The safety warning comes ahead of National Asbestos Awareness Week, which runs from November 20-26.
QBCC Commissioner, Anissa Levy, says many homes built before 1990 may contain the potentially deadly product, so it is important that property owners are not complacent when undertaking DIY home projects.
“Asbestos products in good condition do not affect your heath, but if they have been disturbed or damaged, they can be harmful,’’ Commissioner Levy says.
“The risk occurs when the asbestos fibre particles become airborne and are inhaled into the lungs. If these particles remain lodged in the lungs, it can lead to an asbestos-related disease, which can be fatal.
“We want people to always be safe in their homes, so if you are undertaking renovations these holidays and are unsure if a product contains asbestos, the safest thing to do is have it checked by a licensed asbestos assessor.
“If asbestos is discovered, we urge you to use an appropriately licensed asbestos remover to safely dispose of the product.”
Home owners can remove up to 10 square metres or less of non-friable materials containing asbestos but must follow strict safe work procedures and safety precautions.
Commissioner Levy says the QBCC has an Asbestos Finder which is an easy-to-use interactive online tool to help home owners identify where the dangerous product may be found in or around their homes.
“Many home owners think that asbestos sheeting is located in walls and floors, but it can be found in multiple building materials, including gutters, gables, flooring underlay, fences, sheds and splashbacks,” she says.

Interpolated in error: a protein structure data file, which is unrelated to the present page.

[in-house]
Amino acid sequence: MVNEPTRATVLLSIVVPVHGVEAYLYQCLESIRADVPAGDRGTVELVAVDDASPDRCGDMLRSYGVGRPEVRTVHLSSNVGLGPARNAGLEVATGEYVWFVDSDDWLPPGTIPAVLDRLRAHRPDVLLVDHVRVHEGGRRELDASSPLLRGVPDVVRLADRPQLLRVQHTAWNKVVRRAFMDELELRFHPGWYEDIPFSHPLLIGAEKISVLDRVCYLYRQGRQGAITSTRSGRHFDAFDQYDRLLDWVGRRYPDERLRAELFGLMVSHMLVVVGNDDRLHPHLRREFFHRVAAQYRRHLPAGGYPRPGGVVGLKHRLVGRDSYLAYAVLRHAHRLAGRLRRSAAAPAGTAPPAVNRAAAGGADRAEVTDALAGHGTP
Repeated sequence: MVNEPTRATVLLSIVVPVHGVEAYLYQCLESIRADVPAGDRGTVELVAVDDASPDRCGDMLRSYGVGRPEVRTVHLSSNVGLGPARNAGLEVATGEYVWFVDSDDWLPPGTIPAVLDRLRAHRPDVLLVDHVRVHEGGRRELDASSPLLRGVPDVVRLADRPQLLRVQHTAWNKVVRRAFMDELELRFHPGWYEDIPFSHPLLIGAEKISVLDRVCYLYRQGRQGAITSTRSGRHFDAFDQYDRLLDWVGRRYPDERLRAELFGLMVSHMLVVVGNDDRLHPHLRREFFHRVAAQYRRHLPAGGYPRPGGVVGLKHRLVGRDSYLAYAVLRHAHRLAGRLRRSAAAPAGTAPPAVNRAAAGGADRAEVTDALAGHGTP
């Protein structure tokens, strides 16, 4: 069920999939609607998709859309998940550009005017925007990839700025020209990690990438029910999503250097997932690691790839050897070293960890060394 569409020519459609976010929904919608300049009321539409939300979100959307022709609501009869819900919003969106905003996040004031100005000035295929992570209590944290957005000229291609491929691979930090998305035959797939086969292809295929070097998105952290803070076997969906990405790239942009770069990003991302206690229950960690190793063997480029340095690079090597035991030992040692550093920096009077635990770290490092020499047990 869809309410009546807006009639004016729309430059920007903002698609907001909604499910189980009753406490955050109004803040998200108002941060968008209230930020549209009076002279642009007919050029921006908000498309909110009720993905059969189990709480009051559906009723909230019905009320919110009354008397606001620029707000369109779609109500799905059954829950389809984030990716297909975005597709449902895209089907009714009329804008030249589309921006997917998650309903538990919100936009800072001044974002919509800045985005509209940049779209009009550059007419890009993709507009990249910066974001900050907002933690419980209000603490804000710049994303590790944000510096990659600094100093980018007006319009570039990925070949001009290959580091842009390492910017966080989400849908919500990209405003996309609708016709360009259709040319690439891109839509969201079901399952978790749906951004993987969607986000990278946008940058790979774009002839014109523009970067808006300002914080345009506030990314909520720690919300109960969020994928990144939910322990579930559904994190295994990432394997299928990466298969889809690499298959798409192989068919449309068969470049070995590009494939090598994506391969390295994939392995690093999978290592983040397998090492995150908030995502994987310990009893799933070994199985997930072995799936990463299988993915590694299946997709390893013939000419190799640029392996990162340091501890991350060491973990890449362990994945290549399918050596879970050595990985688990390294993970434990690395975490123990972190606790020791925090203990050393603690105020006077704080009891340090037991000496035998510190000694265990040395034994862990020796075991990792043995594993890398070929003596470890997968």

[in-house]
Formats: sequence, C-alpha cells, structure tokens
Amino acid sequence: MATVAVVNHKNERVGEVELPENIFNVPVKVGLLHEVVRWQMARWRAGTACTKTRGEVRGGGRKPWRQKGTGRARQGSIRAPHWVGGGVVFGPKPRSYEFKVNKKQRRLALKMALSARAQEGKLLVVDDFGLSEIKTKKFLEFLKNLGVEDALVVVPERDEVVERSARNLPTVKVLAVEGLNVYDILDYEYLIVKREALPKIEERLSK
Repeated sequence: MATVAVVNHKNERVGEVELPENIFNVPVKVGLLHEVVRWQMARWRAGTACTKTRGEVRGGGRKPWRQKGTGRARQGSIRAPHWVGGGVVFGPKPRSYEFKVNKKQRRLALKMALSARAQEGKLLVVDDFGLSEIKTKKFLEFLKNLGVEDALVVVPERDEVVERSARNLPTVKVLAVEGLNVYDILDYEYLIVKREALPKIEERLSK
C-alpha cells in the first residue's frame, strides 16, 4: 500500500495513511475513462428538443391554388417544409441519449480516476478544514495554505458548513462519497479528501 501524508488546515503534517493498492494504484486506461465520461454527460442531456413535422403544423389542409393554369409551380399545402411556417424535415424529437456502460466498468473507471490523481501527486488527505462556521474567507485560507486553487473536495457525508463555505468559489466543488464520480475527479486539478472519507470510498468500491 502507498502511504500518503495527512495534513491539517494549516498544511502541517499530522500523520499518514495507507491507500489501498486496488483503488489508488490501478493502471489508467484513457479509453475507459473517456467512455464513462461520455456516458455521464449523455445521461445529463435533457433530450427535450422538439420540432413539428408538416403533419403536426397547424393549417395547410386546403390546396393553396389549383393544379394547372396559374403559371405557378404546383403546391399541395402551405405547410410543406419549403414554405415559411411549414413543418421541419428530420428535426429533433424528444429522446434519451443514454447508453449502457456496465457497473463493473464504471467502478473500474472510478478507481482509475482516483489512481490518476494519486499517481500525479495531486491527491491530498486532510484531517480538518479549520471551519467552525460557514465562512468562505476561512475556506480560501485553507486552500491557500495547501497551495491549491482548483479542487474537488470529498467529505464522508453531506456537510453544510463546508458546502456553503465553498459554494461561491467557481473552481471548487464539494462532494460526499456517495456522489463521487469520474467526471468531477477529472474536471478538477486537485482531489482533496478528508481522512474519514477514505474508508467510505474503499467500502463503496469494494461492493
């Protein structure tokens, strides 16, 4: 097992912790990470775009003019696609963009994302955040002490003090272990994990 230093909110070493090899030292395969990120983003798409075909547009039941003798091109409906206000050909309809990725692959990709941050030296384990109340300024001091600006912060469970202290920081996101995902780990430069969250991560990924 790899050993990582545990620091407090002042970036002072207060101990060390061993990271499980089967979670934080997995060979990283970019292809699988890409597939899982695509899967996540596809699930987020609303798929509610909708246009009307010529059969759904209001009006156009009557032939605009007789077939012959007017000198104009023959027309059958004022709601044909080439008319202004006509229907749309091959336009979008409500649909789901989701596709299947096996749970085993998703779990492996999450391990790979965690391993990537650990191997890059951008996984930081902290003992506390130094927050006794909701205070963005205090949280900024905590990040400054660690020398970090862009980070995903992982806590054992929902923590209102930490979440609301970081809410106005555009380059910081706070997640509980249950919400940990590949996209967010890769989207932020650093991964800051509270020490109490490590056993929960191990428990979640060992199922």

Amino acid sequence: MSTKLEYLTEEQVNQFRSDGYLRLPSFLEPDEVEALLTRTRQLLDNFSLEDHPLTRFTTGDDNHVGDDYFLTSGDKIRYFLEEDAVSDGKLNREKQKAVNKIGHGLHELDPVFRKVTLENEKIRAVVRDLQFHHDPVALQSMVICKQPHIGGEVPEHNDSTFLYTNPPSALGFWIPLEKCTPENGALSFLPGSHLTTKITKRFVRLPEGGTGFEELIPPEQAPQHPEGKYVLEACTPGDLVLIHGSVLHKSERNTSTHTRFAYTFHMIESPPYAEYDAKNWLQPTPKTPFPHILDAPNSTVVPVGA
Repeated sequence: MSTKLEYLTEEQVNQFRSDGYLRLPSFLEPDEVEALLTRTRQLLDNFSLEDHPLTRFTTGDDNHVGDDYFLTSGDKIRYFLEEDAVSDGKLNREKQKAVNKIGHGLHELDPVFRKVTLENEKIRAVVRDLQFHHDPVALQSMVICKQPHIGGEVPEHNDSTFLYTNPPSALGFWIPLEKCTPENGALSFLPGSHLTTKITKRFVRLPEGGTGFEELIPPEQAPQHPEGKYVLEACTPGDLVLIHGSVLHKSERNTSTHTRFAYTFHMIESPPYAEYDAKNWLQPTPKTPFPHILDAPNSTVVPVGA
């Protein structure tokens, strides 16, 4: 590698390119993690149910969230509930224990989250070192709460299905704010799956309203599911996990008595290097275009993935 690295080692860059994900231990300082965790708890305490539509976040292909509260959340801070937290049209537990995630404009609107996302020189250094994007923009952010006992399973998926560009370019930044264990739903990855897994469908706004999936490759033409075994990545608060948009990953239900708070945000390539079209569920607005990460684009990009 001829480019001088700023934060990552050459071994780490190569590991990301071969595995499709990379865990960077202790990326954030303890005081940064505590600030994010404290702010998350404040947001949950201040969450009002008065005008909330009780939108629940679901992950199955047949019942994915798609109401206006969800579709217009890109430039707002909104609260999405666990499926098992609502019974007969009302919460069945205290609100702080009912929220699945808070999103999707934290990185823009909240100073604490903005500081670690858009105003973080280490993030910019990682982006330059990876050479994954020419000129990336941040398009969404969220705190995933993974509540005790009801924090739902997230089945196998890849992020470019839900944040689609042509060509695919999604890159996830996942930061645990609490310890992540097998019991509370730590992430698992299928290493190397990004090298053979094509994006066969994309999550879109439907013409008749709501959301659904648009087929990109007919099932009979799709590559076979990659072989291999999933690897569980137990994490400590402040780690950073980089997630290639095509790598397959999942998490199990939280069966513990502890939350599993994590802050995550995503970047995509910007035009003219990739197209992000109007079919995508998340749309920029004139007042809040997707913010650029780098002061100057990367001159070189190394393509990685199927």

“Asbestos was banned in building products in 1990, but some houses built in the 1990s or early 2000s still used asbestos-containing products until a total ban came into effect in 2003, so we encourage home owners to check their homes before carrying out any DIY works.”
The QBCC is part of a working group with State and federal authorities, including Workplace Health and Safety Queensland, the Asbestos Safety and Eradication Agency and the Asbestos Disease Support Society, to improve owner and builder knowledge.
In November 2017, Queensland introduced nation-leading non-conforming building product (NCBP) laws. They allow the QBCC to thoroughly investigate potential NCBPs.
In addition, under these laws, everyone in the building product supply chain is responsible for ensuring the products used on Queensland buildings are:
- safe, and
- compliant with the relevant regulatory requirements (e.g. the National Construction Code or the Australian Standards), and
- perform to the standard they are represented to perform to.
Whilst asbestos products were totally banned in 2003, if any home owner suspects they have had asbestos products installed in their home on or after 1 November 2017, they are urged to contact the QBCC.
Guidance on removing 10 square metres or less of non-friable asbestos materials is available from Asbestos: a guide for minor renovations. However, the safest way is to engage a licenced asbestos removalist to undertake the work.
For a list of licensed asbestos removers visit Worksafe Queensland.
More information regarding asbestos can be found on the Queensland Government Asbestos website.
Support for people affected by asbestos is accessible via the Asbestos Disease Support Society (1800 776 412).
- Asbestos is a mineral that was widely used in the building industry between the 1940s and 1980s because it was good at insulating and resisting heat.